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Answer by Gayle Laakmann McDowell:
Forget about the word offensive. That word confuses a lot of people and causes silly debate over what qualifies as harm. What matters is if it’s hurtful/harmful. It often is.
If someone is yawning frequently, then it’s reasonable to conclude that he or she is sleepy. It’s fine, mostly, to say, “You seem tired.” (I say “mostly” because even if he or she is tired and you had reason to believe that, there might be a better way to ask.)
But when you conclude that someone looks tired, you’re going based off his or her physical appearance. Maybe his facial color seems a little off, or maybe she seems like she has bags under her eyes. These are generally considered to be unattractive things. Although your intentions might be showing concern and care, you’re signalling that the person’s physical characteristics are not attractive that day. That is a mildly hurtful thing; it’s calling her a little bit ugly and making her self-conscious. It’s better to just avoid such a comment. Even if you are basing this on the person’s actions, it can still be annoying. If it happens frequently, it makes a person have to be hyperaware of how he or she is coming across.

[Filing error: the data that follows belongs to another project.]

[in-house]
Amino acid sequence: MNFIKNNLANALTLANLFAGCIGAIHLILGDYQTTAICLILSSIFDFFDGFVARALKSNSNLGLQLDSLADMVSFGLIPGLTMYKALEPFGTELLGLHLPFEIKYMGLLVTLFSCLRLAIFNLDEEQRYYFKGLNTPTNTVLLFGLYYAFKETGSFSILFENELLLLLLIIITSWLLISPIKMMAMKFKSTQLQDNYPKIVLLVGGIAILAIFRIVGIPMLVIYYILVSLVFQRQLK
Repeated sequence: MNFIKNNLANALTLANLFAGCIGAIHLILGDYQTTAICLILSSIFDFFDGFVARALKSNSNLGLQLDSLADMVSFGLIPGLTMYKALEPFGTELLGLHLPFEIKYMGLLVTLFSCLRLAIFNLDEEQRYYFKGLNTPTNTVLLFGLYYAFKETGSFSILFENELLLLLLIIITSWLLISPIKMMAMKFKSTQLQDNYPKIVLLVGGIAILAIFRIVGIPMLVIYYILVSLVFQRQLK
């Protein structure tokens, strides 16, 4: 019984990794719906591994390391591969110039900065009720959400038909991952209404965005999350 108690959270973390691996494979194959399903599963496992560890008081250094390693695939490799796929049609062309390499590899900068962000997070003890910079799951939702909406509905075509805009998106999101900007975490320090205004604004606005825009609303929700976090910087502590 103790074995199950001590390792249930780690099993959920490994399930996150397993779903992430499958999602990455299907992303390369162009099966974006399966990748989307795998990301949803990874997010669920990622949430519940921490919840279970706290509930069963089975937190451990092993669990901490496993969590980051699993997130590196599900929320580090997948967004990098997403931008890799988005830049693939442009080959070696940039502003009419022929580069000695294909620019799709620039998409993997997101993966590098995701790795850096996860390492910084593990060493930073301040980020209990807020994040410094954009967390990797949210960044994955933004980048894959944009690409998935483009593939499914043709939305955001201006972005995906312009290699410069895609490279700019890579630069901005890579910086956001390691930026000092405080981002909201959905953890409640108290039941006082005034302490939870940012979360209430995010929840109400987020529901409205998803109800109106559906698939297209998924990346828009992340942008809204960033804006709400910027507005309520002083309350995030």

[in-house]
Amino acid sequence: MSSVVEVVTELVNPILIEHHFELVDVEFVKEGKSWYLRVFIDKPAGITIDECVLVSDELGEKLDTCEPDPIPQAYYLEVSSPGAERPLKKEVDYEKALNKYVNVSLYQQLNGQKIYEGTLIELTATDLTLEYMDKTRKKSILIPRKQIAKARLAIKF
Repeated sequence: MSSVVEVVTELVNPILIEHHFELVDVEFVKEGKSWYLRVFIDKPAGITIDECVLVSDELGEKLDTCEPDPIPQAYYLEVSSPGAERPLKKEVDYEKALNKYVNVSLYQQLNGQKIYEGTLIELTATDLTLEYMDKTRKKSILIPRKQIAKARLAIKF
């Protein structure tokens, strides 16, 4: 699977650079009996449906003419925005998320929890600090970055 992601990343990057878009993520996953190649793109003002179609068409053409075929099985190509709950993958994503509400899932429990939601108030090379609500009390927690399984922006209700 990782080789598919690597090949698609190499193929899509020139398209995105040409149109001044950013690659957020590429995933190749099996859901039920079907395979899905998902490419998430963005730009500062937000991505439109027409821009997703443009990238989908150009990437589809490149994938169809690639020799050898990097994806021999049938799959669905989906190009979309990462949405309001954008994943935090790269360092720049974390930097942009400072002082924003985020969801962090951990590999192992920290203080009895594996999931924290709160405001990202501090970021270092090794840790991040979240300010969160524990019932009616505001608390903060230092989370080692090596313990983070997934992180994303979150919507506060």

There’s a person I know who does this regularly. If I answer the phone and don’t sound sufficiently “bubbly,” she’ll say: “Is everything OK? You seem kind of down.” This happens about 30 percent of the time, immediately after I answer the phone. I’ve learned to fake a bubbly tone when I answer the phone for her just to avoid this question. She means well, but it’s annoying.
If you really want to inquire about the person, it’s better to ask in an open-ended way: “How are things?” This doesn’t pass any judgement on his or her emotional state or physical appearance. And if the person is actually in an upbeat mood, it gives him or her the opportunity to talk about this, instead of having to justify No, really, I’m fine.
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